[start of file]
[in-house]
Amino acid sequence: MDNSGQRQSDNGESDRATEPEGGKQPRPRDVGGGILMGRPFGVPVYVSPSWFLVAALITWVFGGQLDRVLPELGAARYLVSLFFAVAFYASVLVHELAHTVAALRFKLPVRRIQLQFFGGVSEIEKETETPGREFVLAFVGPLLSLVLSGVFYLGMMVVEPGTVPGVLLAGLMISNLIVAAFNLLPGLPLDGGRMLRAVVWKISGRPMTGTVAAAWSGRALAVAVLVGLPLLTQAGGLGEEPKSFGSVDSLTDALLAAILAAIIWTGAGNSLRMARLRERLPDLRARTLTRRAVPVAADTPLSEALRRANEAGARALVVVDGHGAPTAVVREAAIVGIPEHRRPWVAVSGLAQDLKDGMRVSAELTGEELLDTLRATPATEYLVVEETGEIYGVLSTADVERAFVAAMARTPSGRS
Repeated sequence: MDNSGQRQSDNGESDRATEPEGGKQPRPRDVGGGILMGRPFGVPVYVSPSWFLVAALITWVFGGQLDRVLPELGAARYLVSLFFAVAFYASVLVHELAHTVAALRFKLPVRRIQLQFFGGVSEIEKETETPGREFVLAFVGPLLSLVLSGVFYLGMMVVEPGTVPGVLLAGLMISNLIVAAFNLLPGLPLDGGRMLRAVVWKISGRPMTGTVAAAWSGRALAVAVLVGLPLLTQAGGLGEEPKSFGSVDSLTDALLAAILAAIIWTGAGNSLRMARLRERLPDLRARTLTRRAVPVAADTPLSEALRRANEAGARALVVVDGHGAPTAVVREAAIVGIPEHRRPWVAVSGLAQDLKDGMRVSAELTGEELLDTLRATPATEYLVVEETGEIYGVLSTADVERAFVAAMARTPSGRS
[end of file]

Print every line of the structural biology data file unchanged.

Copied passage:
[in-house]
Amino acid sequence: MDNSGQRQSDNGESDRATEPEGGKQPRPRDVGGGILMGRPFGVPVYVSPSWFLVAALITWVFGGQLDRVLPELGAARYLVSLFFAVAFYASVLVHELAHTVAALRFKLPVRRIQLQFFGGVSEIEKETETPGREFVLAFVGPLLSLVLSGVFYLGMMVVEPGTVPGVLLAGLMISNLIVAAFNLLPGLPLDGGRMLRAVVWKISGRPMTGTVAAAWSGRALAVAVLVGLPLLTQAGGLGEEPKSFGSVDSLTDALLAAILAAIIWTGAGNSLRMARLRERLPDLRARTLTRRAVPVAADTPLSEALRRANEAGARALVVVDGHGAPTAVVREAAIVGIPEHRRPWVAVSGLAQDLKDGMRVSAELTGEELLDTLRATPATEYLVVEETGEIYGVLSTADVERAFVAAMARTPSGRS
Repeated sequence: MDNSGQRQSDNGESDRATEPEGGKQPRPRDVGGGILMGRPFGVPVYVSPSWFLVAALITWVFGGQLDRVLPELGAARYLVSLFFAVAFYASVLVHELAHTVAALRFKLPVRRIQLQFFGGVSEIEKETETPGREFVLAFVGPLLSLVLSGVFYLGMMVVEPGTVPGVLLAGLMISNLIVAAFNLLPGLPLDGGRMLRAVVWKISGRPMTGTVAAAWSGRALAVAVLVGLPLLTQAGGLGEEPKSFGSVDSLTDALLAAILAAIIWTGAGNSLRMARLRERLPDLRARTLTRRAVPVAADTPLSEALRRANEAGARALVVVDGHGAPTAVVREAAIVGIPEHRRPWVAVSGLAQDLKDGMRVSAELTGEELLDTLRATPATEYLVVEETGEIYGVLSTADVERAFVAAMARTPSGRS